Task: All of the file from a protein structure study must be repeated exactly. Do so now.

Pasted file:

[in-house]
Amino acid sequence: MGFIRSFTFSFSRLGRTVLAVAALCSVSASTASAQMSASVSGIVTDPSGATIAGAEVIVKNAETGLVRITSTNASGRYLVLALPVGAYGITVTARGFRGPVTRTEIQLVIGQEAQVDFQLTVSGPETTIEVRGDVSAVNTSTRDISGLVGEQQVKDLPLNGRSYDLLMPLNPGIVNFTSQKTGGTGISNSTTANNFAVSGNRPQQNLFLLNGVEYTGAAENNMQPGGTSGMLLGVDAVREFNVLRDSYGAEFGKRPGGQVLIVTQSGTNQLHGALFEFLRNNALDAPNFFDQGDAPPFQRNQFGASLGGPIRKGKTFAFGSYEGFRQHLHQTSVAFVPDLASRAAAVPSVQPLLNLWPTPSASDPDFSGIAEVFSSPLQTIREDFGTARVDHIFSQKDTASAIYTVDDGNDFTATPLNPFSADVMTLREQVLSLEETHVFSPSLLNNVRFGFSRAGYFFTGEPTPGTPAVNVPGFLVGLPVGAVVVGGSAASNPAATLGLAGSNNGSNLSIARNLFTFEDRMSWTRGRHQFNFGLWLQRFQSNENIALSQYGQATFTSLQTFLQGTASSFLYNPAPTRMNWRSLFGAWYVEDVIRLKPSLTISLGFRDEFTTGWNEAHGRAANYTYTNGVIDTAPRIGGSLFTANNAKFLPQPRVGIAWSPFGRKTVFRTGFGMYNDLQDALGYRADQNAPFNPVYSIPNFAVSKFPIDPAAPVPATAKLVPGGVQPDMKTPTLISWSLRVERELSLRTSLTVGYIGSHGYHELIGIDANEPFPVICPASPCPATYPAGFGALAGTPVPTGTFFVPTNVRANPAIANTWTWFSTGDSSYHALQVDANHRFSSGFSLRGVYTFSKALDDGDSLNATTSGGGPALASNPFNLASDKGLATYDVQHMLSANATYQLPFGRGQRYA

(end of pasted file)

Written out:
[in-house]
Amino acid sequence: MGFIRSFTFSFSRLGRTVLAVAALCSVSASTASAQMSASVSGIVTDPSGATIAGAEVIVKNAETGLVRITSTNASGRYLVLALPVGAYGITVTARGFRGPVTRTEIQLVIGQEAQVDFQLTVSGPETTIEVRGDVSAVNTSTRDISGLVGEQQVKDLPLNGRSYDLLMPLNPGIVNFTSQKTGGTGISNSTTANNFAVSGNRPQQNLFLLNGVEYTGAAENNMQPGGTSGMLLGVDAVREFNVLRDSYGAEFGKRPGGQVLIVTQSGTNQLHGALFEFLRNNALDAPNFFDQGDAPPFQRNQFGASLGGPIRKGKTFAFGSYEGFRQHLHQTSVAFVPDLASRAAAVPSVQPLLNLWPTPSASDPDFSGIAEVFSSPLQTIREDFGTARVDHIFSQKDTASAIYTVDDGNDFTATPLNPFSADVMTLREQVLSLEETHVFSPSLLNNVRFGFSRAGYFFTGEPTPGTPAVNVPGFLVGLPVGAVVVGGSAASNPAATLGLAGSNNGSNLSIARNLFTFEDRMSWTRGRHQFNFGLWLQRFQSNENIALSQYGQATFTSLQTFLQGTASSFLYNPAPTRMNWRSLFGAWYVEDVIRLKPSLTISLGFRDEFTTGWNEAHGRAANYTYTNGVIDTAPRIGGSLFTANNAKFLPQPRVGIAWSPFGRKTVFRTGFGMYNDLQDALGYRADQNAPFNPVYSIPNFAVSKFPIDPAAPVPATAKLVPGGVQPDMKTPTLISWSLRVERELSLRTSLTVGYIGSHGYHELIGIDANEPFPVICPASPCPATYPAGFGALAGTPVPTGTFFVPTNVRANPAIANTWTWFSTGDSSYHALQVDANHRFSSGFSLRGVYTFSKALDDGDSLNATTSGGGPALASNPFNLASDKGLATYDVQHMLSANATYQLPFGRGQRYA